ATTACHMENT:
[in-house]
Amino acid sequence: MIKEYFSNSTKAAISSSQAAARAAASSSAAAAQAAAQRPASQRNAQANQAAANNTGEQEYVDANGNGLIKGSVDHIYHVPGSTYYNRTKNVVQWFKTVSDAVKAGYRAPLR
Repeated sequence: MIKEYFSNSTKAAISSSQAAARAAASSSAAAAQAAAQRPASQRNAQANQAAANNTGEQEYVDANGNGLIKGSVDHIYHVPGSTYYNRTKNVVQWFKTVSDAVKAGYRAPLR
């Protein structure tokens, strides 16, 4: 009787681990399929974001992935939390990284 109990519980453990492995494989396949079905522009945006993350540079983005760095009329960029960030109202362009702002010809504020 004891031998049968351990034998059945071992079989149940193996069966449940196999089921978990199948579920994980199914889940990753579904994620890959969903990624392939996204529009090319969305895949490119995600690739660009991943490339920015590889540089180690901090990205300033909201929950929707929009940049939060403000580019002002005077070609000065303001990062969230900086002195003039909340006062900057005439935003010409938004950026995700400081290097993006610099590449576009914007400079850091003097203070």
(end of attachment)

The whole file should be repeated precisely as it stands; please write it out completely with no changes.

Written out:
[in-house]
Amino acid sequence: MIKEYFSNSTKAAISSSQAAARAAASSSAAAAQAAAQRPASQRNAQANQAAANNTGEQEYVDANGNGLIKGSVDHIYHVPGSTYYNRTKNVVQWFKTVSDAVKAGYRAPLR
Repeated sequence: MIKEYFSNSTKAAISSSQAAARAAASSSAAAAQAAAQRPASQRNAQANQAAANNTGEQEYVDANGNGLIKGSVDHIYHVPGSTYYNRTKNVVQWFKTVSDAVKAGYRAPLR
């Protein structure tokens, strides 16, 4: 009787681990399929974001992935939390990284 109990519980453990492995494989396949079905522009945006993350540079983005760095009329960029960030109202362009702002010809504020 004891031998049968351990034998059945071992079989149940193996069966449940196999089921978990199948579920994980199914889940990753579904994620890959969903990624392939996204529009090319969305895949490119995600690739660009991943490339920015590889540089180690901090990205300033909201929950929707929009940049939060403000580019002002005077070609000065303001990062969230900086002195003039909340006062900057005439935003010409938004950026995700400081290097993006610099590449576009914007400079850091003097203070």